Here in Colorado, our generally dry climate means we don’t have to worry quite as much as other areas about using wood for our homes. In extraordinarily moist areas like Seattle, mold, moss, and rot are all big concerns. Out here, however, wood siding is a pretty popular choice, especially to match the style of older and historic homes in the area. But is wood siding the best choice? Sure, it can look great when installed properly, but is it worth the cost?


Choosing the Look

Traditional wood siding generally creates a classic, timeless look—in large part because this has been a home exterior option for centuries. If you prefer that enduring style, you’ve probably looked at your wood siding options a time or two. Of course, thanks to modern construction materials, another popular option for a wood siding look is to instead use fiber cement panels made to look like wood. The question the DJK Siding team hears regularly is, “which is better?” In this instance, a well-made fiber cement panel can look almost exactly like real wood, so there are other factors to consider as well.



As we said above, a quality fiber cement panel option, like those from manufacturers like James Hardie, manage to achieve the same aesthetic as real wood siding; generally, the difference is only noticeable when you get up very close. Wood siding can be painted and sealed, stained and sealed, or left raw—as is occasionally done with cedar siding to get the silvered, weathered look. Fiber cement siding, like wood, comes in a variety of different color and treatment options, and can easily be painted after installation. The one major difference is that fiber cement panels won’t weather and look like aged wood over time.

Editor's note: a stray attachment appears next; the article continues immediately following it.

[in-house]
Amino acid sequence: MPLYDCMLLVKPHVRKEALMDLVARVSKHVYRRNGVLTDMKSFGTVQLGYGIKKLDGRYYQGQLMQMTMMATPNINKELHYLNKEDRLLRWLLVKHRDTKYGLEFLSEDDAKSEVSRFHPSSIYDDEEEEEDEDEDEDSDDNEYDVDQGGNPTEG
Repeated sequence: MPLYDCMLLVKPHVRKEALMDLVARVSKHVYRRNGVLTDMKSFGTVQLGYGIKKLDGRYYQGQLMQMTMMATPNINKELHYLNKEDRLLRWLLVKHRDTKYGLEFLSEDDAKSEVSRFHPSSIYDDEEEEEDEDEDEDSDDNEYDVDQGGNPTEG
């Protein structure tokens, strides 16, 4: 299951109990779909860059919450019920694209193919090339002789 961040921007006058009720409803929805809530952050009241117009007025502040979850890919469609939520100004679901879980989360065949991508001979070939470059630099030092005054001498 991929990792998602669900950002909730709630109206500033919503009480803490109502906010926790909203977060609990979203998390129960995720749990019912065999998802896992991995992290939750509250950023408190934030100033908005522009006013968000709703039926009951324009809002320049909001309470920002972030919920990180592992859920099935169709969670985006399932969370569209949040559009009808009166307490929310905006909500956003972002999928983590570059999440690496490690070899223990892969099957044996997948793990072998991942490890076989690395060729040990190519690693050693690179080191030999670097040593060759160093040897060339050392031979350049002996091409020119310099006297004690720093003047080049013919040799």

If you own a historic home, don’t fret. Some varieties of fiber cement siding look so close to the real thing that they’ve been approved by historical societies as a wood siding alternative for registered historical homes. Check with your local registry if this is an option you’re interested in.


One of the biggest differences between real wood panels and fiber cement alternatives is the upkeep. Wooden siding will need to be thoroughly cleaned and repainted or re-stained every few years, then re-sealed in order to help the life of the siding last as long as possible. Fiber cement siding, on the other hand, needs next to no upkeep. If a dusty rain storm recently came through, you may want to rinse off the sides of your home, but that’s it! Fiber cement panels were designed to withstand the ravages of weather, so they’re more likely to hold their color and avoid damage than wood siding.



The other big factor, as it usually is when installing new siding, is the cost. Generally speaking, fiber cement panels cost somewhere in the realm of 3 to 5 dollars a square foot. Cedar siding, because it is more costly to produce, is more likely to run roughly 5 to 8 dollars a square foot.


If you’re ready to update your siding, contact the knowledgeable siding contractors at DKJ Siding to begin planning your renovation today!